Criteria for Submission
What is "outdoor sculpture?"
According to the guidelines of the national Save Outdoor Sculpture! (SOS) survey, outdoor sculpture is defined as follows:
A three-dimensional artwork that is cast, carved, modeled, fabricated, fired or assembled in materials such as stone, wood, metal, ceramic or plastic, located in an outdoor setting and is accessible to the public.
Because the general public, while viewing outdoor sculpture, may encounter cultural heritage objects that they may consider sculpture, statues or landmarks, there are items of cultural heritage relevancy included here for their information. There have also been sculptures removed from display, but are here listed to clear up questions.
Some types of outdoor sculpture are omitted from the survey. In most cases, the following categories are excluded:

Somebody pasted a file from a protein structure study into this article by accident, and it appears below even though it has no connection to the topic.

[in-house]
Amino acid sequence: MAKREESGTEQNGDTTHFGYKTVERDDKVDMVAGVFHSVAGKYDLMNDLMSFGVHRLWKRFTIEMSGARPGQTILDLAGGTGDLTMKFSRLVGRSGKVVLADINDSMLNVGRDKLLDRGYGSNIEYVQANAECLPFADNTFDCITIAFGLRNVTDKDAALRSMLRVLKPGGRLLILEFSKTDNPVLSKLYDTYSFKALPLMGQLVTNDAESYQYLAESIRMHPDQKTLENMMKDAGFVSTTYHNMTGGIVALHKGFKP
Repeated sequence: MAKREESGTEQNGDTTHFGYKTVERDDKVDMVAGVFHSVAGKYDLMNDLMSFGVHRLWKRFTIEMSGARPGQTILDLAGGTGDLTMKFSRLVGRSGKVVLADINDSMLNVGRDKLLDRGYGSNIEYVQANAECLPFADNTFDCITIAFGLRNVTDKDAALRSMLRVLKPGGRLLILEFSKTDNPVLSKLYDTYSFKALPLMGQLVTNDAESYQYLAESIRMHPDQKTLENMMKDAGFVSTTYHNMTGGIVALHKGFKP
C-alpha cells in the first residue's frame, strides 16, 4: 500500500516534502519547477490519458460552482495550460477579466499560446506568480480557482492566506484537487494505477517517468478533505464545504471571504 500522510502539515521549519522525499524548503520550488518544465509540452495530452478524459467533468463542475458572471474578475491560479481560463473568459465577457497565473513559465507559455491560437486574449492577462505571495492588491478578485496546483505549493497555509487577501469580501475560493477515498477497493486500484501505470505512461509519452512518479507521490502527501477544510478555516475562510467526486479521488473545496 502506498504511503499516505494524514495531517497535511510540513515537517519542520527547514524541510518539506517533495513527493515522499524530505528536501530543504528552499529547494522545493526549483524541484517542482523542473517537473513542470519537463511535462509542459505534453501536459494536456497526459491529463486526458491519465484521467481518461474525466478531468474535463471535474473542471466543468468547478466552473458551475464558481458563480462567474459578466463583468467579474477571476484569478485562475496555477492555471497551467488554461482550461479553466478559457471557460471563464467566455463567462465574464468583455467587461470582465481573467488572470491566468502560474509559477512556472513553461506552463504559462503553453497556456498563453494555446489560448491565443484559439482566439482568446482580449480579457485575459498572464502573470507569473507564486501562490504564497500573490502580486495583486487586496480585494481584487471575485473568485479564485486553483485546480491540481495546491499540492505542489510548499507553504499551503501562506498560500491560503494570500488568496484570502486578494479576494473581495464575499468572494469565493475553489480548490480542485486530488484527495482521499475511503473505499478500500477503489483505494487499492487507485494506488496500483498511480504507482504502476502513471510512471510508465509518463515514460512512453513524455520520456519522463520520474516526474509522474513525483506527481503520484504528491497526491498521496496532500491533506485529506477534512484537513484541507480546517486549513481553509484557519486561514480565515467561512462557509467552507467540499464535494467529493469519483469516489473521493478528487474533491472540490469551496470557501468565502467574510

- Grave markers/headstones: Carved headstones, sculptural markers, memorial tombs, urns, generic mourning figures, etc. The exceptions in this category are original or unique sculptural works associated with grave sites and those particularly significant to a community.
- Commemorative works: Plaques, historical markers or tablets, obelisks and shafts that do not have or are not associated with three-dimensional sculpture.
- Architectural structures: Structures such as The Gateway Arch in St. Louis that do not have sculptural components
- Architectural ornamentation: Minor decorative embellishments, such as rosettes, keystones, garlands, wreaths, coats of arms and other ornamental relief works
- Mass-produced items: Commercial products, garden ornaments, weather vanes, whirligigs, shop signs, figureheads and circus carvings
If you’d like to add another public sculpture to this database or update existing information we have on our site, please email us at firstname.lastname@example.org.